U.S. Sports Wagering State Tax Receipts Clear $1 Billion For 2022 – Sports Handle

Blundell Design
With more states conducting legal sports wagering came more betting handle. With more handle came more operator revenue. And with more operator revenue came the single most important thing states were seeking when they made sports betting legal in the first place: more tax revenue.
When New York published its full mobile figures for October on Thursday, state taxes generated from operators’ adjusted revenue nationwide surpassed $1 billion in a calendar year for the first time ever. The Empire State was an outsized contributor, accounting for more than half the total amount thanks to its 51% tax rate.
FanDuel made the largest contribution among operators paying those taxes in large part due to its status as the first mover and market share leader in the single-game parlay space. The sportsbook has revolutionized the way a sizable portion of sports betting takes place and is significantly contributing to higher operator win rates — which spun both revenue and tax receipt totals higher at a faster clip than expected.
Forget gross revenue for a moment; this is about adjusted revenue — the total upon which states can levy taxes after accounting for promotional credits and deductions including the federal excise tax. Since Aug. 1, operators have accumulated more than $1.4 billion in adjusted revenue while posting a 9.9% hold. To put this figure in some perspective, the adjusted revenue for all of 2019 when 13 states were accepting bets at year’s end totaled $886 million with a hold of 6.7%.
The summer-into-fall surge generated more than $364 million in tax receipts in that span, and September’s coffer-busting record of $158.8 million — already $30 million beyond the total from January, the month in which New York began realizing its status as a mobile betting leviathan — will get one last eight-figure revision upward after Arizona and Illinois enter the ledger.
Since no two states are truly alike when it comes to sports betting, no two states generate tax revenue the same way. Using $20 million as an entry point, here are the 11 states that have contributed the most to making this billion-dollar baby.
New York
The Empire State’s “go big or go home” approach for taxing mobile revenue proved a huge success for the state, especially in contrast to its pedestrian 10% levy on retail revenue. Many scoffed when then-Gov. Andrew Cuomo said New York could reap $500 million annually from mobile betting, but the state’s nine online operators proved him right, needing just 10 months to hit that target. There continues to be chatter about possibly reducing the tax rate and admitting more operators, but for now, New York is the runaway leader in tax receipts, just like it is for handle and revenue.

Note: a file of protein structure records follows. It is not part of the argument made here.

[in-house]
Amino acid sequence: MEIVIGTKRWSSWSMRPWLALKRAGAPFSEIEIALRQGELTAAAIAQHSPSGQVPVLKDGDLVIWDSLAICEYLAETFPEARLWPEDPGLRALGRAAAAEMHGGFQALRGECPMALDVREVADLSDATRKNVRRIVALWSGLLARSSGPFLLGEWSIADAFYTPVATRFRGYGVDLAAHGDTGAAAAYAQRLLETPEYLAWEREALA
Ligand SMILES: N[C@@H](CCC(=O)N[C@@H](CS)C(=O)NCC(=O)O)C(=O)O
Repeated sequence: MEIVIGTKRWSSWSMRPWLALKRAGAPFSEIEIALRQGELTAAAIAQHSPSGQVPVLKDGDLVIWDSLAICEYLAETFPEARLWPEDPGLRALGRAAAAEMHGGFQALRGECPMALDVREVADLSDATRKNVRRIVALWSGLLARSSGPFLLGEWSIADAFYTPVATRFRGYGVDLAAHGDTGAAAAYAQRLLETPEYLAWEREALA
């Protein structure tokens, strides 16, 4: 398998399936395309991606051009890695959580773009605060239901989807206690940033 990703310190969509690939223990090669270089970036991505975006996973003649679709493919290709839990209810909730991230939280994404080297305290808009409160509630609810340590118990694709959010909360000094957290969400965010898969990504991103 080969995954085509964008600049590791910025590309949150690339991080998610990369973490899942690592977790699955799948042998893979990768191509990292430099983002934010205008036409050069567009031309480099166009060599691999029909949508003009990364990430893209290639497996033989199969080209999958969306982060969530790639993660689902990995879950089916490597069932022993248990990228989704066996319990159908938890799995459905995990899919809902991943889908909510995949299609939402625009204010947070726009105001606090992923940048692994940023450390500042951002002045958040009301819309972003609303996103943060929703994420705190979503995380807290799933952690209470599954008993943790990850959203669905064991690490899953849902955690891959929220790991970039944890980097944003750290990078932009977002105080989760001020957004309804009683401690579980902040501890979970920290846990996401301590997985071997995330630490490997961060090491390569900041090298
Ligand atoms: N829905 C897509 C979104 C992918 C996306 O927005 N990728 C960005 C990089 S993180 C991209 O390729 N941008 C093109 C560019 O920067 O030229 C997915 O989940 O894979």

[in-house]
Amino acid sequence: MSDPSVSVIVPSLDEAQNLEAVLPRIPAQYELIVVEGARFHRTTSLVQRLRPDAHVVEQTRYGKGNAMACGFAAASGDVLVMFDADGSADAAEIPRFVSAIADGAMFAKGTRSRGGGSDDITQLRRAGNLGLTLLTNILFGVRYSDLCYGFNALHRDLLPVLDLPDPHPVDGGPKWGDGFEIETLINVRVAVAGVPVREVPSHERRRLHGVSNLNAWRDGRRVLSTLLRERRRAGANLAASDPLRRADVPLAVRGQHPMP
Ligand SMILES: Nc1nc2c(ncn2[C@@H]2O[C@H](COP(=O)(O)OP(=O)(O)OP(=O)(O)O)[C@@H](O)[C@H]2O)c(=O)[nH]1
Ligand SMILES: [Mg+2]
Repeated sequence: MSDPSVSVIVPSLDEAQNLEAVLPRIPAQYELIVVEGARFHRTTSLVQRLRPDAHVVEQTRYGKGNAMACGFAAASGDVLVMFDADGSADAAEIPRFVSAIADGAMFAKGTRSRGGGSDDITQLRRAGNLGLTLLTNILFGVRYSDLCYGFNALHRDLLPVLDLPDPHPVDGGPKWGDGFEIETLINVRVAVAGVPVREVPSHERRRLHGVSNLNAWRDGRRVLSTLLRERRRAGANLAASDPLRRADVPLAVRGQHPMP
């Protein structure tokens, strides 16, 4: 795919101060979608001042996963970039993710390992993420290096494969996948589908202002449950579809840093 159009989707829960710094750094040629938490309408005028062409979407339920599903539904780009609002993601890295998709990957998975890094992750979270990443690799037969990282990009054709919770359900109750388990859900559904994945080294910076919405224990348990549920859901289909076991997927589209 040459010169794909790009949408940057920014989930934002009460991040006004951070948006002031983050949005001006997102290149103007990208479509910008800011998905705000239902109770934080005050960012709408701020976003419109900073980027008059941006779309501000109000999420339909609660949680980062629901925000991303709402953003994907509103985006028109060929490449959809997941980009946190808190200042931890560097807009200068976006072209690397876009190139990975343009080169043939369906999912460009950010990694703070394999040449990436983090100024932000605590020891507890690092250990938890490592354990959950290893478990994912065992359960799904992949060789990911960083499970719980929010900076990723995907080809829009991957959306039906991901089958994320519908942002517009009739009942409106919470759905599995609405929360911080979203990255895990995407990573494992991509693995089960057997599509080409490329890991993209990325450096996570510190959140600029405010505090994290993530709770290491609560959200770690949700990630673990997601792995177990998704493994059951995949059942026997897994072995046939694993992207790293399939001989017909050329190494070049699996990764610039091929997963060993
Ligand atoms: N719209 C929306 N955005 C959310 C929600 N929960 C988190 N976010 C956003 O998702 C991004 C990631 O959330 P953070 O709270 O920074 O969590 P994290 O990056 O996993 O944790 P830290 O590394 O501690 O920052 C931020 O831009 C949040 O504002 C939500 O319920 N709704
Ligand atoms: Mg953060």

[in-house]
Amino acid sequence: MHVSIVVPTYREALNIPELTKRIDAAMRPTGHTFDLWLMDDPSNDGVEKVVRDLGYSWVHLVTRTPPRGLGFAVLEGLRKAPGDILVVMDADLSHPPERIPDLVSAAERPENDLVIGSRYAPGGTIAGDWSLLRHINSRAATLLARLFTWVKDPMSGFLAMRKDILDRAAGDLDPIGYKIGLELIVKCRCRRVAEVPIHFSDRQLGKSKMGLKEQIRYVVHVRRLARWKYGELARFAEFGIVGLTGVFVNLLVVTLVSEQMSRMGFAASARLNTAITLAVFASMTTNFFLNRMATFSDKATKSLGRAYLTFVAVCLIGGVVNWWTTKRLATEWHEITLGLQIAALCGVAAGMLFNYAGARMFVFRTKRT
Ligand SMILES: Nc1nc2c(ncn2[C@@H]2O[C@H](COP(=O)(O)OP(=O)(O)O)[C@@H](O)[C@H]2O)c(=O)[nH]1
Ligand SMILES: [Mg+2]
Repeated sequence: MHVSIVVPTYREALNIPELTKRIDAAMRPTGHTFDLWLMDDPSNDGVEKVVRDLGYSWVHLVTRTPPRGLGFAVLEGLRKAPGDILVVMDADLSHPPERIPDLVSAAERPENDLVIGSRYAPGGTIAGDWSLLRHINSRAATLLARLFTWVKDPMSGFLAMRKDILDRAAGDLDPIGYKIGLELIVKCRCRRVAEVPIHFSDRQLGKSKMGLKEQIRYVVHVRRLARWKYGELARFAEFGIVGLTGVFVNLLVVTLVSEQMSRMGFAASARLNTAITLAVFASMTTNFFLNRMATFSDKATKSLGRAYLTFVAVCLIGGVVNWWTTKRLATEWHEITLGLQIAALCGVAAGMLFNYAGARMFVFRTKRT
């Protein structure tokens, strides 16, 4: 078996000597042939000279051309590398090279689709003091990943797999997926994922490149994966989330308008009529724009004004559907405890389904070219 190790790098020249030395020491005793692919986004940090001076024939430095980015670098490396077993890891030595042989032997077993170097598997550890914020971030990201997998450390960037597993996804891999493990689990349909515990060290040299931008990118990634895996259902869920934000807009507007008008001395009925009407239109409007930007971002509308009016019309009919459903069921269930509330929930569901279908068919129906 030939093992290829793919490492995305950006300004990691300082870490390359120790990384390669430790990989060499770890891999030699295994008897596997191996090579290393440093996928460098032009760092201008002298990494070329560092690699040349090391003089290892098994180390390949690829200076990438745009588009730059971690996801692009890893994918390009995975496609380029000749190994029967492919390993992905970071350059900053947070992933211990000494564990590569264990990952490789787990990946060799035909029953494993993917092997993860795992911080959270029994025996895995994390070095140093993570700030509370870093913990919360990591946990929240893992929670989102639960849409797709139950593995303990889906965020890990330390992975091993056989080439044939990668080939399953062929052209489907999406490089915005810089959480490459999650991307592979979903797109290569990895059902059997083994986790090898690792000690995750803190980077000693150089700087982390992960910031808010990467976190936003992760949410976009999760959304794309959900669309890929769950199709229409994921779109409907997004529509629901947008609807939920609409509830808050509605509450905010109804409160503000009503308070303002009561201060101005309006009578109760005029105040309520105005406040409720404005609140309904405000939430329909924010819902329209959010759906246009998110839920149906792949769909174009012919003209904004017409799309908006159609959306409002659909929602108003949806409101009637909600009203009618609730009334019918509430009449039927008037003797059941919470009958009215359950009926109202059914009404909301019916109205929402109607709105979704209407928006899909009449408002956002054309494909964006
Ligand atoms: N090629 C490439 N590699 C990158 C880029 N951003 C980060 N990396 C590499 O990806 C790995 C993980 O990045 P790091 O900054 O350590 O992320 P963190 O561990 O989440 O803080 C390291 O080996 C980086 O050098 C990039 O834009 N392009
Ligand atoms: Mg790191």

A state with both a high tax rate and a high allowance of promotional deductions for operators, Pennsylvania proves sports wagering can be both government-friendly and operator-friendly. The $88 million in receipts through September is slightly ahead of last year’s pace, when the Keystone State finished with more than $115 million. Even with the eventual nine-figure amount expected in 2022, Pennsylvania is still leaving plenty of money on the table: Operators have set aside more than $140 million in promotions and other deductions, which meant the state missed out on over $50 million in additional tax receipts.

One of the earliest on the sports wagering scene, the Garden State’s relatively industry-friendly tax rates of 9.75% for retail revenue and 14.25% online means operators need to have a big month in order for the state to have a big month. This year has been fairly good to both, with four monthly tax bills exceeding $8 million and September’s reaching eight figures ($12.1 million) for just the fifth time since launch in 2018. New Jersey will need a good fourth quarter by the house, however, to make it back-to-back years with $100 million in tax receipts.
The state with the Second City isn’t far from second place in tax revenue. Illinois is usually duking it out with New Jersey for third and occasionally sneaking past Pennsylvania for second. The 15% rate on adjusted revenue is on the upper range of reasonable. considering operators cannot deduct promotional play. The Land of Lincoln has seen two months this year with $10 million in receipts and a third fall less than $70,000 shy of the mark. Given the popularity of parlay wagering in Illinois and the high holds it creates, Illinois has a shot at $100 million in receipts by year’s end.
While much of the attention about the business side of sports wagering in Tennessee revolves around the state-mandated 10% hold, the Volunteer State’s 20% tax rate on the all-digital enterprise helps the state punch above its weight for revenue rankings when compared to its handle and revenue figures. Coupled with a lighter promotional spend among operators in 2022 versus 2021, Tennessee has already surpassed its tax receipts from last year and may clear $60 million for the calendar year.
The highest-ranked state that is lottery-run (though DraftKings has conducted sports wagering on the Oregon Lottery’s behalf since January), the Beaver State cracks the top 10 on the strength of getting to keep 100% of the revenue minus expenses. Even with no wagering permitted on college sports, Oregon’s handle has increased notably compared to 2021. The transition to DraftKings in January has been seamless — the 9.5% hold is tracking to be slightly higher than last year.
The Old Dominion cracked the top 10 with a late surge that paired a strong summer by operators and a budget amendment change regarding promotional revenue. Operators who have been conducting business in Virginia for more than 12 months are no longer permitted to deduct promotional play, and the impact was immediate.